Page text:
Top 10 Wisdom Teeth Questions Answered
Wisdom teeth extraction is a common procedure. It is almost considered to be a right of passage, as most people will need to have their wisdom teeth extracted. If you’re wondering if you need to have your wisdom teeth extracted, or if you are already scheduled for the procedure, you have some questions. Here are the top 10 wisdom teeth questions answered.
1.What Are Wisdom Teeth?
Wisdom teeth are the third set of molars that develop behind the 12 year molars. They are the largest molars in a person’s mouth. Most people will have 4 wisdom teeth that form in the back of their jaw.
2.Why Are They Called Wisdom Teeth?
The third set of molars are called wisdom teeth because they typically develop in the late teenage years or in early adulthood as young people start to mature. Wisdom teeth will usually form sometime between the ages of 17 and 25 for most people.
3.Why Do Wisdom Teeth Need To Be Extracted?
Most of the time wisdom teeth are too large to exist comfortably in a person’s mouth. As humans have evolved, our jaws are not as large as they once were when wisdom teeth were necessary for survival. More primitive humans used to eat raw meat and their food often contained sticks and other natural debris that required the wisdom teeth to chew effectively.
Now that we are civilized enough to cook our food and be more discerning about what we eat, our wisdom teeth are no longer necessary and our jaws often don’t have room to accommodate them. This causes wisdom teeth to come in at an angle or become impacted, meaning they are trapped below the gums and under the 12 year molars. Wisdom teeth will push against the back molars, causing damage and crowding of the other teeth.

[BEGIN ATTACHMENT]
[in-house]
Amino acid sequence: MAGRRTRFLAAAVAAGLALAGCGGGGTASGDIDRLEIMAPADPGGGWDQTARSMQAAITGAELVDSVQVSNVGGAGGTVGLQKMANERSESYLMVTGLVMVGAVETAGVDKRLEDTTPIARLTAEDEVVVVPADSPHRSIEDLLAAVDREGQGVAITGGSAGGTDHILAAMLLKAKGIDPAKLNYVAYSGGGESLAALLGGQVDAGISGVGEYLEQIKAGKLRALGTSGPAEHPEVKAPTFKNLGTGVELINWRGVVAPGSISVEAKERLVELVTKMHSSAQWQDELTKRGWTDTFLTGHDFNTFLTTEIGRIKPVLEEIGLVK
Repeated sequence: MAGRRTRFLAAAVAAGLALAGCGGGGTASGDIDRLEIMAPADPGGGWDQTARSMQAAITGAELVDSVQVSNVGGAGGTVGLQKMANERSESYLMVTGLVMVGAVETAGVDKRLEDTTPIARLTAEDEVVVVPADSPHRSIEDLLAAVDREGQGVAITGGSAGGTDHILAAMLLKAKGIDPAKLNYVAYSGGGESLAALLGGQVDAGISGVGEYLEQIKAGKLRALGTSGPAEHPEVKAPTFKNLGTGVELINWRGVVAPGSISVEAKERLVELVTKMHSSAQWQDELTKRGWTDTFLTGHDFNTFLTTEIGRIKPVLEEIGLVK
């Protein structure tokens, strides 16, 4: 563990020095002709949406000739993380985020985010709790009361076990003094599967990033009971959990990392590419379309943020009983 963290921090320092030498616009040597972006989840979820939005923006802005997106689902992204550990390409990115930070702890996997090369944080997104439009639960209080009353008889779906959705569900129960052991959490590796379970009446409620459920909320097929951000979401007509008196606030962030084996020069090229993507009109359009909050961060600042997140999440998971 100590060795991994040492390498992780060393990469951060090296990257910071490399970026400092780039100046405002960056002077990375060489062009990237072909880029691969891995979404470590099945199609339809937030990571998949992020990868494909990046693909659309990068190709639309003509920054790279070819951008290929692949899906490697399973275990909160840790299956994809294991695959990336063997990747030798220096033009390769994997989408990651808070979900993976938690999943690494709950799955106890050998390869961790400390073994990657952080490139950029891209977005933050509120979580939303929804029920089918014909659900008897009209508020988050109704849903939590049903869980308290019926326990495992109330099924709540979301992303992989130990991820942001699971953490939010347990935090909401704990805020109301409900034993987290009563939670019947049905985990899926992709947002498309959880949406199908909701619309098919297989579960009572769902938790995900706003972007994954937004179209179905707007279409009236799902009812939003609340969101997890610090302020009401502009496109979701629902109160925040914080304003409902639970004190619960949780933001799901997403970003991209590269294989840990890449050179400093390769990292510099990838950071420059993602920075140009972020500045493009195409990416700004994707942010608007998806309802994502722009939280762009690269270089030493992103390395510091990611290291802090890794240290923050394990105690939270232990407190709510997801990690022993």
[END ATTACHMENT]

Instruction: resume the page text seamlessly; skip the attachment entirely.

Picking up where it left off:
4.Do All Wisdom Teeth Need To Be Extracted?
In some cases wisdom teeth come in properly because a person has room for them. In these cases it is usually safe to let the wisdom teeth remain in place. However, frequent monitoring during routine dental visits is important in case they become a problem.
5.Do I Need To Be Asleep For Wisdom Teeth Extraction?
The type of anesthesia required for wisdom teeth extraction depends on the situation. Wisdom teeth that are visible above the gums may be able to be extracted with just local anesthesia. If the teeth are impacted they will be more difficult to remove, and IV sedation may be necessary.
6.What is Recovery Like?
Patients may need to rest for the first 24-48 hours after wisdom teeth extraction, especially if sedation was used. Prescription pain medication may be prescribed, but in many cases over the counter medication is sufficient.
7.What Can I Eat After Wisdom Teeth Extraction?
Good nutrition and adequate fluid intake are important after surgery. Start off with cool liquids and soft foods. This is to prevent you from burning or biting your lip, cheek, or tongue. Suggestions are scrambled eggs, mashed potatoes, pudding, pasta, milkshakes, and yogurt. We encourage you to resume your normal diet as soon as possible. Avoid straws for one week.
8.What is Dry Socket?
Dry socket occurs when the blood clot comes loose from the socket, exposing the tissue and nerves that are underneath. Drinking from a straw can cause this as the sucking motion can dislodge the clot. If you experience severe pain, contact your oral surgeon.
9.Is Wisdom Teeth Extraction Painful?
The procedure itself is not painful at all. Various forms of anesthesia may be used from local anesthetic to IV sedation to ensure your comfort.
10.What Happens If I Don’t Get My Wisdom Teeth Removed?
If you choose not to have your wisdom teeth removed when your dentist or oral surgeon recommends it, you may experience a variety of problems, such as damaged teeth, orthodontic issues, and gum disease.